“There’s a lot of scientific evidence out there that women over a certain age are more prone to developing carpal tunnel and osteoporosis. So the people introducing this legislation are saying that allowing for apportionment for those conditions is creating a gender bias in the workers comp system,” he said, suggesting that this argument could have more traction than prior efforts to erode California’s reforms.
In Florida, the ongoing challenge to reforms over the past decade started with a ruling from a Miami-Dade County Circuit Court judge, Walls reported, referring to the ruling in Padgett v. State of Florida in August 2014 which declared the state workers comp statute unconstitutional.
“This has always been a battle in workers comp—with plaintiffs’ bar trying to get around exclusive remedy, to pursue litigation in that regard,” Walls said, commenting that Padgett was a “very hand-picked case” in his view.
“There was a lot of reaction to this but I would temper with the fact that this was a setup,” Walls told the Advisen conference audience. “They found a judge in Miami-Dade Florida. They found the right case. They didn’t even put the state attorney general’s office on notice about the hearing,” he said, explaining why the AG’s office did not defend the workers comp law.
A Florida district court heard the appeal at the end of March, but no decision on the appeal had yet been reported when this article went to press. (Articles about the appeal appeared in Florida press reports on March 30, 2015, including these: Is Florida’s Workers Comp System Unconstitutional? in the Palm Beach Post and Florida workers’ comp law challenged as unconstitutional in the Tampa Bay Tribune.)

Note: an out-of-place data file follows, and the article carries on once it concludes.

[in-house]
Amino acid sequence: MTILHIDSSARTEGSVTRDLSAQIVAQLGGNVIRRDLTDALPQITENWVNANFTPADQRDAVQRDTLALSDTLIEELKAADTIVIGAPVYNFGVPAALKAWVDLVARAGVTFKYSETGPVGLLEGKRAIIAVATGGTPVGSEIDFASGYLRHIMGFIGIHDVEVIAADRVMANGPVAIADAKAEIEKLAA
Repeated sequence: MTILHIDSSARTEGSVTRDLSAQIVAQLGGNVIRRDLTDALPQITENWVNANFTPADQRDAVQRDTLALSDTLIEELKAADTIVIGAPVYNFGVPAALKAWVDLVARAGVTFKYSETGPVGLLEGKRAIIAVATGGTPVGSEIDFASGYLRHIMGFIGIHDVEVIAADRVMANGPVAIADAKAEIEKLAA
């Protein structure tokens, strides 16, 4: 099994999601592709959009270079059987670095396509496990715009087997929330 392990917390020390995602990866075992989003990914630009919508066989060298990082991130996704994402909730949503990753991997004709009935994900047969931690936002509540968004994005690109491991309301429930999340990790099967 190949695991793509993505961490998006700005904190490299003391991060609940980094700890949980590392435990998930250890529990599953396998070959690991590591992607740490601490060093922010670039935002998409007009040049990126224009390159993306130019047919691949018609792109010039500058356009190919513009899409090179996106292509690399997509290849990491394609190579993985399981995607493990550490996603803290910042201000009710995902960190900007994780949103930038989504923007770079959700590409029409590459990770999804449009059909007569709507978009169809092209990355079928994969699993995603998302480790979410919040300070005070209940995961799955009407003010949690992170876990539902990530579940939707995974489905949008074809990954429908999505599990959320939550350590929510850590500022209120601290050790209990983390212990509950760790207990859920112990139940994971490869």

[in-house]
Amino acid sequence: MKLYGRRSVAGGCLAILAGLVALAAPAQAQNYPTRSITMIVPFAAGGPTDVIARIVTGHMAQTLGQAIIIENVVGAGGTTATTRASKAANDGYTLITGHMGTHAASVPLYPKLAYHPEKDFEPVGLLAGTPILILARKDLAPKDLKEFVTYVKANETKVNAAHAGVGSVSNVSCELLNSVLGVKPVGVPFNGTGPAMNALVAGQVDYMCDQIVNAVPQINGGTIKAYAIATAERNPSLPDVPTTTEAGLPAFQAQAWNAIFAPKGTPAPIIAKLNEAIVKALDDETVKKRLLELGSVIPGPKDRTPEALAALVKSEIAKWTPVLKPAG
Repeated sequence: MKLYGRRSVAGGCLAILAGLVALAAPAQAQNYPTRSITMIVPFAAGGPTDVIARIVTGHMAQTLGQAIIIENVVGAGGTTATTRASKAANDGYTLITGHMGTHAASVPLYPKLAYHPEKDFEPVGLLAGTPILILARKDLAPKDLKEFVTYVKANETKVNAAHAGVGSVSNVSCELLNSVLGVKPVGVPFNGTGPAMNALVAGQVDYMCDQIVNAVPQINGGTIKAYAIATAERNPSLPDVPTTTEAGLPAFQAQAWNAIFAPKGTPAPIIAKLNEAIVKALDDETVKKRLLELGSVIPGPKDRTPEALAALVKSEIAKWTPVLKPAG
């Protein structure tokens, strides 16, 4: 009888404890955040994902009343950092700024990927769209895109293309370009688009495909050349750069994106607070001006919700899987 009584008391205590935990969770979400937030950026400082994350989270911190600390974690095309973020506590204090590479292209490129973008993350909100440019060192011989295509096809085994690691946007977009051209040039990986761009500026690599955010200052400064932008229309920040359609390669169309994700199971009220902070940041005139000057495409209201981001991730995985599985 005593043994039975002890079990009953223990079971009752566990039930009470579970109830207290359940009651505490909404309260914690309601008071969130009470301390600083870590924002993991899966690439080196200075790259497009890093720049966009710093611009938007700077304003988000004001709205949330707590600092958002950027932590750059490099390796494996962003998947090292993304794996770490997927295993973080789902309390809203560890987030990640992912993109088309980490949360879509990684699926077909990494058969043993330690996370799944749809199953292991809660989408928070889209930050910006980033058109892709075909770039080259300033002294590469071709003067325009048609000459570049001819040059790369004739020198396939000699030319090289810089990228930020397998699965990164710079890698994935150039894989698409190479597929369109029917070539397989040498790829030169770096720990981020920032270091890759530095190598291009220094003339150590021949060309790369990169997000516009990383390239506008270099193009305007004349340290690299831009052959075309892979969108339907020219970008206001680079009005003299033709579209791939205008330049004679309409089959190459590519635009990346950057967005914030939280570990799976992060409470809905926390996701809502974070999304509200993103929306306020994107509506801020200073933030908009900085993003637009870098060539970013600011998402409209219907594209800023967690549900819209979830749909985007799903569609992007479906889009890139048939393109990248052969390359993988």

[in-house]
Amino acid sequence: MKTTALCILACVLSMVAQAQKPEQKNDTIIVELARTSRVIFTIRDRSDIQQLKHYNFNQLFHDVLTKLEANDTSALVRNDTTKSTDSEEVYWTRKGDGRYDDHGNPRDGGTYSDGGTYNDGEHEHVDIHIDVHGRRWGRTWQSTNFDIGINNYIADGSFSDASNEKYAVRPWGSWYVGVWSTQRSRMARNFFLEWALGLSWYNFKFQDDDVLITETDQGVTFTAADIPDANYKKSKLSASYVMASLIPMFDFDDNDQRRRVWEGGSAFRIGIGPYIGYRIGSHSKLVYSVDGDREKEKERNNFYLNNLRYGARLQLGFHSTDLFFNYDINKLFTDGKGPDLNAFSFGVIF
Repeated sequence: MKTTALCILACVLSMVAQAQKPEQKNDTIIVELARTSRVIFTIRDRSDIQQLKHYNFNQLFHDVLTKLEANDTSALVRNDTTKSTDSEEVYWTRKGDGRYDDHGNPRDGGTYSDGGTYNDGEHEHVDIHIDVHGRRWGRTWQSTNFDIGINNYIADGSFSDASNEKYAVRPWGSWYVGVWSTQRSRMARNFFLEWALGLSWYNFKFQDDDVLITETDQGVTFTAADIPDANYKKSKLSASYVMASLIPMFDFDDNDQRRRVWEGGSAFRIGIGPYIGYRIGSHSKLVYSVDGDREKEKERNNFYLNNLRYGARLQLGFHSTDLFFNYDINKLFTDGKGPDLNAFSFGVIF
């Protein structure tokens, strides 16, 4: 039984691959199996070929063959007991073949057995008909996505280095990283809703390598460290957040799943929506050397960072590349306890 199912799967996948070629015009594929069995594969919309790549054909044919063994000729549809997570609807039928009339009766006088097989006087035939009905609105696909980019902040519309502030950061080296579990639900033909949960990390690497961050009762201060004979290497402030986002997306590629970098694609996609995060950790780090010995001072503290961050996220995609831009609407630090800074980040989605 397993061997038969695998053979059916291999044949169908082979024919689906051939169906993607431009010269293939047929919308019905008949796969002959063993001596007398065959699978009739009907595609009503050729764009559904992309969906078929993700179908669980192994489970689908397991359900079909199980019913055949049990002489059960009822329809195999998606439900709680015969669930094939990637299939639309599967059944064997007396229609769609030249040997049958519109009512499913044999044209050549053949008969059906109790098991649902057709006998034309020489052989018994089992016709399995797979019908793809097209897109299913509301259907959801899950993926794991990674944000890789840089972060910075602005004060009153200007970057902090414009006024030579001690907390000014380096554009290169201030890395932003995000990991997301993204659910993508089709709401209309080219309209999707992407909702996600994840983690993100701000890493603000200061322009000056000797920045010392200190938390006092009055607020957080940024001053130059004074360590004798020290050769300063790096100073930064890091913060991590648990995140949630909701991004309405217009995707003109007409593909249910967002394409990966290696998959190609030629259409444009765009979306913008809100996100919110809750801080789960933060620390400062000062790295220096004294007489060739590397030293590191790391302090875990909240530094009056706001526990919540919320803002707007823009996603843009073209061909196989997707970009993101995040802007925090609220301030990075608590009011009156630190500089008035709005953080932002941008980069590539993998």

“Nobody really expects this to last,” Walls said. Still, no matter what the appeals court rules, the impact is being felt elsewhere—all the way in Kansas, for example.
Walls noted that there was a bill introduced in Kansas proposing to roll back medical guidelines for workers comp medical claim payments back to AMA 4 from AMA 6 (the fourth edition of American Medical Association guidelines rather than the sixth.) The sixth edition of AMA medical cost guidelines reduced benefits from the more generous ones based on the fourth edition.
The good news for comp insurers is that the bill stalled in committee. “It’s dead for now,” Walls said.
The bad news: the bill’s introduction was an example of a reaction to Florida’s Padgett case, he said. “That came from the Attorney General’s office. And the reason he was pushing that was fear of Padgett-style litigation in the state of Kansas.”
“Their AG felt that by rolling back to AMA 4 they could prevent this from happening,” Walls said.
“The reality is any state that has had a rollback in their workers comp benefits in the last few years, could see this [type of] litigation,” he added. “One thing we know about plaintiffs’ attorneys is they are very good at imitating success….So [if] they see it work in Florida, we’re going to see this challenge in other states,” he said.
‘Exclusive Remedy’ Under Siege
Walls pointed to the litigation in the state of Oklahoma and the ProPublica articles as other noteworthy challenges to the “exclusive remedy” promise of the workers compensation system.
In Oklahoma, the latest reform legislation “is getting so much litigation, I have lost track of how many constitutional challenges” there are, he said. Of particular concern is the ruling of a district court judge referring to language of 2013 reforms bill eliminating “foreseeable injuries” from workers comp coverage.